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The photo above illustrates just how close the city is to the bush.  This emu has dropped into the suburbs to see if it can find something to eat!

So far this year, Broken Hill has had 18.4 ml of rain.  Less than one inch, in seven months.  The reliable eucalypts go on doing their thing, but a  majority of houses lack any kind of  garden and definitely have no lawn, merely bare dirt in front of the house.  However,  it is possible to garden in this climate- more about that in another post.

A typical Broken Hill cottage
A typical Broken Hill cottage

Broken Hill is a fascinating city: for its rawness, the tenacity of its people (and many of them are doing it hard) its architecture, its industry and its remote position in the almost-desert countryside.  Although there is a lot more to see there and I could easily have stayed longer,  I'd satisfied my curiosity up to a point,  and it was worth the long drive.  But we had to move on.  We had more ahead of us!

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SoS, July 7: Small Bright Spots.

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Although some bulbs are making an appearance, much of the garden is having its Winter rest, so this week's post is more about small spots of colour rather than any overall abundance of the kind that Spring will hopefully produce. Most  plants need to rest at some time of the year, so I'm grateful to those that  do their flowering in the coldest months of the year, bringing pleasure and brightness to cold dreary days.

Here are some of my spots of colour this week.

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One: Violas are good value plants that pop up in many places,  happily flowering in these cold temperatures.  I don't know the names of these as I planted them before I realised it was helpful to know more about plants than their common names.

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Two:  This is Grevillea 'Lady O' who flowers for most of the year.  The spidery flowers are quite small for a Grevillea, but they are a haven for  honeyeaters like the Eastern Spinebill which frequently visits our garden and enjoys the nectar and the closely packed leaves.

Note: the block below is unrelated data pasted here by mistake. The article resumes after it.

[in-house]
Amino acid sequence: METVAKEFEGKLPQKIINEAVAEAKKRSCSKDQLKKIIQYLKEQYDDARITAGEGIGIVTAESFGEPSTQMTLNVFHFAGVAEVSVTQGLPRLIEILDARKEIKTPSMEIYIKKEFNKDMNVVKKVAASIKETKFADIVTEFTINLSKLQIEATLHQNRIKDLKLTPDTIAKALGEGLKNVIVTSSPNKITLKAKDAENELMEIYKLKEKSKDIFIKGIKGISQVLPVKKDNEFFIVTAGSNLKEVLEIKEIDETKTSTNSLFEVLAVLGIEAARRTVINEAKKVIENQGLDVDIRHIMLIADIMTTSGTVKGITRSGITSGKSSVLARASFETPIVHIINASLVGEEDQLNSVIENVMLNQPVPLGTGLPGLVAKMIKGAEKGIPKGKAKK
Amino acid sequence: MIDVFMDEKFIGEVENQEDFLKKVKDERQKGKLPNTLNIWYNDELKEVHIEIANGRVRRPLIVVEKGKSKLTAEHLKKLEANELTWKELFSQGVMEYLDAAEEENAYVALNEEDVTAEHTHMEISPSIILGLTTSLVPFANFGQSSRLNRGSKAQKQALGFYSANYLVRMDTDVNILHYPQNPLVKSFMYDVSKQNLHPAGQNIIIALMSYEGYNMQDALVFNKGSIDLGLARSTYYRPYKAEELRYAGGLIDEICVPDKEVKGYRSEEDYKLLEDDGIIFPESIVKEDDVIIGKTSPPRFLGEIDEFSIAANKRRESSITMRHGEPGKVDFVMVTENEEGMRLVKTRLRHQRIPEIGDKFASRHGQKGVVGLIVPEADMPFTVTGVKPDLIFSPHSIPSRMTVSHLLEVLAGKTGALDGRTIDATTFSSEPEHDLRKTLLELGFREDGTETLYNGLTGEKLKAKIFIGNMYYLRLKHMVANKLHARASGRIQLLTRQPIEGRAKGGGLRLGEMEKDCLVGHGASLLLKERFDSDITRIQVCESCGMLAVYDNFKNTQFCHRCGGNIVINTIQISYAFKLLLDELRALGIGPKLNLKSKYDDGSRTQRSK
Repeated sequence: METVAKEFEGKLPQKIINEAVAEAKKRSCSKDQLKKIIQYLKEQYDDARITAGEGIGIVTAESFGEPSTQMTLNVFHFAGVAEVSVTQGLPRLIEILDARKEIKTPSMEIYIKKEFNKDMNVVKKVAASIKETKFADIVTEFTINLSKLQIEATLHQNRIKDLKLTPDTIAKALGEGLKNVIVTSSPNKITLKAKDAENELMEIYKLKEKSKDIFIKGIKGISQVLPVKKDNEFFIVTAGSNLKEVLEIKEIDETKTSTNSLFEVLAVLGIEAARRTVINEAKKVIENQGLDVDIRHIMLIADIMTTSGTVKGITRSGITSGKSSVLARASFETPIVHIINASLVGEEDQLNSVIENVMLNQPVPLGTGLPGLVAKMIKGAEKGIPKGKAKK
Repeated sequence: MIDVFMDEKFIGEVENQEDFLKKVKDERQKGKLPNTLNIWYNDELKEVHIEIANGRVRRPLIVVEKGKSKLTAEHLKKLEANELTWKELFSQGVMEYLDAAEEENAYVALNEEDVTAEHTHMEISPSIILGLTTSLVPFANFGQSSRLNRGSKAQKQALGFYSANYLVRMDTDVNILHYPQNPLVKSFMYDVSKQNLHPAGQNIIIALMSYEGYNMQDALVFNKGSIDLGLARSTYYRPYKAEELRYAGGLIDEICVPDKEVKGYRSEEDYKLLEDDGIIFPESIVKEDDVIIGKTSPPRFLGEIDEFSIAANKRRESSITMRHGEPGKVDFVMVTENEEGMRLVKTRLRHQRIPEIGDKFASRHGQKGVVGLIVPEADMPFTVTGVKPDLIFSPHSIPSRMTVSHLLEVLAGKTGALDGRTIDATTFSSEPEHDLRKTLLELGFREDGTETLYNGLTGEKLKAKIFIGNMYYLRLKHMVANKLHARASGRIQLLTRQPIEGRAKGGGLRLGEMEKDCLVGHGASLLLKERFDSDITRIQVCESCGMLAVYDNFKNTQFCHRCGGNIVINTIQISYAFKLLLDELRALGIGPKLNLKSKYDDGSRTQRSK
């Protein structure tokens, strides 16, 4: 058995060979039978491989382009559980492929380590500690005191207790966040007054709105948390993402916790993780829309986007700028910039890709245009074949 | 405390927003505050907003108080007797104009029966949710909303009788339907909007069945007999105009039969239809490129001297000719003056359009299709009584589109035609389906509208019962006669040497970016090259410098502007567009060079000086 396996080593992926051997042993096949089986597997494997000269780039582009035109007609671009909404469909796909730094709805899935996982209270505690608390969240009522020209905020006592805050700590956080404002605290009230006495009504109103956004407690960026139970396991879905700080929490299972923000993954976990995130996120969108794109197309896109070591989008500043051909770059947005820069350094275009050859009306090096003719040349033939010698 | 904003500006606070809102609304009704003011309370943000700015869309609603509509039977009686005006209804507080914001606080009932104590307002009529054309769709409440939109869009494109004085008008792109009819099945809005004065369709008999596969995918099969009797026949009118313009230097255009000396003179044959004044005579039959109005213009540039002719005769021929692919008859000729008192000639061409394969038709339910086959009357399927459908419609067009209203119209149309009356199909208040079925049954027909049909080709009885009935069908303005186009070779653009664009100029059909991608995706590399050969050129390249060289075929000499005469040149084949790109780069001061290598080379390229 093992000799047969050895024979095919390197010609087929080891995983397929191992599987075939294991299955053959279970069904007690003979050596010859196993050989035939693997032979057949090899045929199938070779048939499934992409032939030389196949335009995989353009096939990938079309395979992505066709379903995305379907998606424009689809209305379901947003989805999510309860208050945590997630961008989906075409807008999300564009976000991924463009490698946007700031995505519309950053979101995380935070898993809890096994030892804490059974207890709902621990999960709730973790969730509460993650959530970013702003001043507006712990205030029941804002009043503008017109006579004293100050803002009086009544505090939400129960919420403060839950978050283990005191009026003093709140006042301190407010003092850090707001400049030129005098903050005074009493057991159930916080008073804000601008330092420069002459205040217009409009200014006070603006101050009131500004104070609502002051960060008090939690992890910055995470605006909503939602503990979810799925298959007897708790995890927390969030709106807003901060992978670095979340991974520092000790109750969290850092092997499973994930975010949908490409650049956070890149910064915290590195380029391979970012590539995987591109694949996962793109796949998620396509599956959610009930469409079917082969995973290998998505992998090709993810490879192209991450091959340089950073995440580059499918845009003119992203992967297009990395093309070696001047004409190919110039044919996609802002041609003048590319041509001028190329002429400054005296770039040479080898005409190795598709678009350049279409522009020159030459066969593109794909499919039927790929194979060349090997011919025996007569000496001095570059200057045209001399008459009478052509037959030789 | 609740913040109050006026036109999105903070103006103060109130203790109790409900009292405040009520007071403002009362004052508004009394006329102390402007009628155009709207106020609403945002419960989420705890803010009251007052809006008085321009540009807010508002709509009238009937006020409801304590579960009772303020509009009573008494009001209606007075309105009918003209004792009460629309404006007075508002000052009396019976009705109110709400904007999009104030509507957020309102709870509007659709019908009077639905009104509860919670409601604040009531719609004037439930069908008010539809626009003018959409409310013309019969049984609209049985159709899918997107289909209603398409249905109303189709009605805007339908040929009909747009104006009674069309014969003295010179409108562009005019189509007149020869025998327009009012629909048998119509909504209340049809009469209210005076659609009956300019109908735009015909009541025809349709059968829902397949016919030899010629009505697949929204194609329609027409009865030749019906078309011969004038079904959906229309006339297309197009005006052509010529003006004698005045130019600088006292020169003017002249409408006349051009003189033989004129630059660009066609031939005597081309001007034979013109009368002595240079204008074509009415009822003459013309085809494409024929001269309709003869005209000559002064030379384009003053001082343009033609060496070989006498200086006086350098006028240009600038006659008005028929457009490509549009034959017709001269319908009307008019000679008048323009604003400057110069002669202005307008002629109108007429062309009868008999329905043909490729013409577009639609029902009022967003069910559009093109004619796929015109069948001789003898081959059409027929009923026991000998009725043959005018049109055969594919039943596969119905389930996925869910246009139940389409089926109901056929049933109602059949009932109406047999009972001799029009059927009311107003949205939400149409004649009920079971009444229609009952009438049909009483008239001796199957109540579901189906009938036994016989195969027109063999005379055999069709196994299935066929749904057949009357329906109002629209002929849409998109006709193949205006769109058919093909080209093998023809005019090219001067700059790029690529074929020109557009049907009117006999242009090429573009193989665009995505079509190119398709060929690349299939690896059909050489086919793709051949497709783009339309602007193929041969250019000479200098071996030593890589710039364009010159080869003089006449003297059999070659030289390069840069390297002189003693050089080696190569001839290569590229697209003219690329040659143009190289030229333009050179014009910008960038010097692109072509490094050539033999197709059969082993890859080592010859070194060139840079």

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Three:  Our dwarf Calamondin x citrofortunella microcarpa is having its first fruit and they are joyous spots of colour in a wintry garden.  Most people would find the compact fruit  impossible to eat straight off the tree but it makes the most delicious marmalade.

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Four: Banksia blechnifolia.  I've posted about this Western Australian banksia before, but now it really seems to be growing some flowers.  It's quite an odd plant with its moth-feeler stems,  and I'm waiting to see if the fuzzy protuberances turn into flowers.  More soon.

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Five: A small success story.  This is Hakea 'Burrendong Beauty' which is a native to this area, having been discovered in the Burrendong Arboretum in the 1980s.  It's believed to be a hybrid which occurred naturally there.  I picked a small cutting from a garden nearby a couple of years ago, managed  to strike it and it has been quietly growing since.  This winter, for the first time,  it has burst forth into flower along the length of its branches. At first the stamens are like elbows or hairpins, but they unbend to become feeler-like as the flower completes its bloom.

 

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Six: Finally, something with very little colour.  A photo of part of the garden which shows how hard you have to look for colour at this time of the year. I hope that bulbs will spring up under those silver birches before too long.  Flora, with her cornucopia of Echeveria, is keeping a close eye on things.

If you would like to see what is happening in other gardens on a Saturday, pop over to the Propagator's blog and take a look.

Weather today:  What a mixed bag.  -0.5 to 11 C, frost, then sunny and windy, then rain.  The top was 11, but only for about half an hour.  Most of the day it hovered around single digit numbers.  Brrrr!